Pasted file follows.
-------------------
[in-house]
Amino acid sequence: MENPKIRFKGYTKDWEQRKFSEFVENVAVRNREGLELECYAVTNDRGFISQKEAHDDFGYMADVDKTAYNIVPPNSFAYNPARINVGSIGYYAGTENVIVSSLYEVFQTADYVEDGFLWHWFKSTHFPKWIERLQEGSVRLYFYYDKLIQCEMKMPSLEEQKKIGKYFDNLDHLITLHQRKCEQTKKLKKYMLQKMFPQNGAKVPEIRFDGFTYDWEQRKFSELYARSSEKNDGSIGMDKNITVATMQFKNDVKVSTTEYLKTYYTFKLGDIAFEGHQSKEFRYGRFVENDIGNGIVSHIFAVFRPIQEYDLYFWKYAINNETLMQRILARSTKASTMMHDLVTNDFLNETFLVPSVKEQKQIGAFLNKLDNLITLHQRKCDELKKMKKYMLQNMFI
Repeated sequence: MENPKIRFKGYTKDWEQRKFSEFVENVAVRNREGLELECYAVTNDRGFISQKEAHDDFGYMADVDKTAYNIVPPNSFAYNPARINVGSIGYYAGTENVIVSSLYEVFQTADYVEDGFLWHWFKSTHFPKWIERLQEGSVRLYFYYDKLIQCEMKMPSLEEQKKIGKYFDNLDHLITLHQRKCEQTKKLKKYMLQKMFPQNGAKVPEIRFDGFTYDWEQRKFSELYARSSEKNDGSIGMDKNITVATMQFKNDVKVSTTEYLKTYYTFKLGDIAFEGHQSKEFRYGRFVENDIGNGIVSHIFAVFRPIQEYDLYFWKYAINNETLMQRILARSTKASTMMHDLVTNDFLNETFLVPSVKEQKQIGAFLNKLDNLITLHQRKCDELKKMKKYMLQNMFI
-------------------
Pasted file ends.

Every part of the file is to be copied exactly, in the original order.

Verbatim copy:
[in-house]
Amino acid sequence: MENPKIRFKGYTKDWEQRKFSEFVENVAVRNREGLELECYAVTNDRGFISQKEAHDDFGYMADVDKTAYNIVPPNSFAYNPARINVGSIGYYAGTENVIVSSLYEVFQTADYVEDGFLWHWFKSTHFPKWIERLQEGSVRLYFYYDKLIQCEMKMPSLEEQKKIGKYFDNLDHLITLHQRKCEQTKKLKKYMLQKMFPQNGAKVPEIRFDGFTYDWEQRKFSELYARSSEKNDGSIGMDKNITVATMQFKNDVKVSTTEYLKTYYTFKLGDIAFEGHQSKEFRYGRFVENDIGNGIVSHIFAVFRPIQEYDLYFWKYAINNETLMQRILARSTKASTMMHDLVTNDFLNETFLVPSVKEQKQIGAFLNKLDNLITLHQRKCDELKKMKKYMLQNMFI
Repeated sequence: MENPKIRFKGYTKDWEQRKFSEFVENVAVRNREGLELECYAVTNDRGFISQKEAHDDFGYMADVDKTAYNIVPPNSFAYNPARINVGSIGYYAGTENVIVSSLYEVFQTADYVEDGFLWHWFKSTHFPKWIERLQEGSVRLYFYYDKLIQCEMKMPSLEEQKKIGKYFDNLDHLITLHQRKCEQTKKLKKYMLQKMFPQNGAKVPEIRFDGFTYDWEQRKFSELYARSSEKNDGSIGMDKNITVATMQFKNDVKVSTTEYLKTYYTFKLGDIAFEGHQSKEFRYGRFVENDIGNGIVSHIFAVFRPIQEYDLYFWKYAINNETLMQRILARSTKASTMMHDLVTNDFLNETFLVPSVKEQKQIGAFLNKLDNLITLHQRKCDELKKMKKYMLQNMFI